By: Benni Tuchman | Business  | 

Finance Club Hosts “Wall Street 101” Event

On October 12, students interested in pursuing careers on Wall Street flocked to the Sky Caf to learn about what it takes to land one of those coveted summer analyst positions. The event began with sushi and light refreshments, followed by a d’var Torah given by Yonah Hiller. Yonah spent this past summer working at Goldman Sachs as an investment banking summer analyst in the leveraged finance group. He spoke about taking responsibility for developing and creating the world; the stage was set for a riveting and enlightening discussion.

Doni Yellin, a board member of the Finance Club and MC of the event, asked the panelists to briefly introduce themselves and to describe their roles at the jobs they held on Wall Street. The panel consisted of YU students and alumni who have occupied a broad range of jobs in the financial sector. Zevi Litwin landed a job at Houlihan Lokey in their valuation department. Evan Axelrod, a senior at YU, worked at Goldman Sachs in the investment banking division this past summer and plans to return there full-time after he graduates. Yakira Klein, a senior at Stern, worked at Merrill Lynch in their wealth management division. Each panelist is a superstar in their own right, and they offered extremely valuable advice to those in the crowd.

After the introductions, the panel got straight down to business, prompting the panel with the following question: “What is the best way to successfully navigate the recruiting process and come out with a job on the other side?” The panelists seemed to focus on three ideas. First is knowing what you want. Axelrod advised, “Once you have an idea of the division you’d like to pursue it’s important to display that focus when you network with professionals and recruiters. You should apply to a broad array of opportunities but still have a sense of direction in terms of where you’d fit best.” Recruiters want candidates who are confident about what they want and why they want it. This way the recruiters can be assured that once hired, the candidate will be committed to giving it their all, and not just using the company’s platform as a stepping stone.

The next main piece of advice that the panelists offered was about networking. Solo Shulman, who worked in the investment banking division of RBC, said, “I remember being told early on when I was recruiting that once I have a position that I’m happy with, it’s now my job to pay it forward to others. That’s why I spend so much of my day reading over students’ resumes or mock interviewing. Without those that went before me guiding the way for me, I wouldn’t have a job, and as a result I really make sure that I am paying it forward to others. I’ve been helping a lot of YU students and Stern students with recruiting and something that I really stress often is how reaching out to YU alumni is so crucial – they are busy but they want to help.” Casting a wide net is the name of the game in finance, and opportunities lie in the most unexpected places. It’s not always the obvious connection who facilitates a job opportunity. Sometimes it’s the random guy who you see in shul every once in a while; other times it’s the YU alum who you saw on LinkedIn.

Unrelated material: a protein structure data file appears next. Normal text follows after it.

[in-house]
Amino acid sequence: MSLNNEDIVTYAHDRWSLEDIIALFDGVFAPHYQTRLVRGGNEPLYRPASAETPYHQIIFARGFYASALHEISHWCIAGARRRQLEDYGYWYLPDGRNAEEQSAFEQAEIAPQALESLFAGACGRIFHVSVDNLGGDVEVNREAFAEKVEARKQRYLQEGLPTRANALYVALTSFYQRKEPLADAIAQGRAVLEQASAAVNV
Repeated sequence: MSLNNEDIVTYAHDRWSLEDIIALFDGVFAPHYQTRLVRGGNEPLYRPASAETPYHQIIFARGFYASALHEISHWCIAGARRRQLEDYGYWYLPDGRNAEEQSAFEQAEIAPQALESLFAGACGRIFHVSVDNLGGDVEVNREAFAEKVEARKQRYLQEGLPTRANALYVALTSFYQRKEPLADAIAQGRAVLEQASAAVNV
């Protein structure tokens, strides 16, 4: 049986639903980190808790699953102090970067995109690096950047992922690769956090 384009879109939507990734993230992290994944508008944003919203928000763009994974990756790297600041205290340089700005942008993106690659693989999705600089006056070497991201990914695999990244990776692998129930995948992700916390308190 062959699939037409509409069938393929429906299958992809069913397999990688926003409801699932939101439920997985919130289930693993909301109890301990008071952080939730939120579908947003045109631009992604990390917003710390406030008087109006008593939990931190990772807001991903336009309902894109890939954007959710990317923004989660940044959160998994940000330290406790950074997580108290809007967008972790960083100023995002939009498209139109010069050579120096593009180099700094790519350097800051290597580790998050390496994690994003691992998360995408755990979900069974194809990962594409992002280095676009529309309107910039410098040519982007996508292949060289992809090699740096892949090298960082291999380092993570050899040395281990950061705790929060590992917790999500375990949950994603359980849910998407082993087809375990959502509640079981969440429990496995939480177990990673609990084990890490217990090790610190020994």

The last piece of advice stressed the importance of hard work. There are a lot of criteria to meet before being competent enough to enter the finance industry. Candidates must be up-to-date on current events, well-versed in the finance terminology, have polished resumes and well-rehearsed elevator pitches that they can pull out at any moment. Even after that, you’ve just scratched the surface. Landing a job in finance is like anything else in life — the reward is great, but the price is high. Those who are willing to go the extra mile have a much larger chance at landing a job on Wall Street.

Once the panel Q&A concluded, the students and panelists broke off into separate groups to mingle, network and ask more personal questions. Dani Koenigsberg, a junior at YU, stated, “The event confirmed my beliefs about working on Wall Street — that it won’t be easy. I need to get cracking. This gave me much more confidence about the internship search”.

The Finance Club is one of the biggest clubs at YU with well over 90 members. The purpose of the club is to teach students about finance and its various components, as well as to push students for interviews. On Monday, October 29, the Finance Club is pairing up with the Entrepreneurship Society to host Michael Eglit from Blackstone, Barry Sklar from Goldman Sachs and David Brecher from FM Home Loans for a talk about startups. The Club will be hosting a series of other Wall Street-focused events throughout the semester.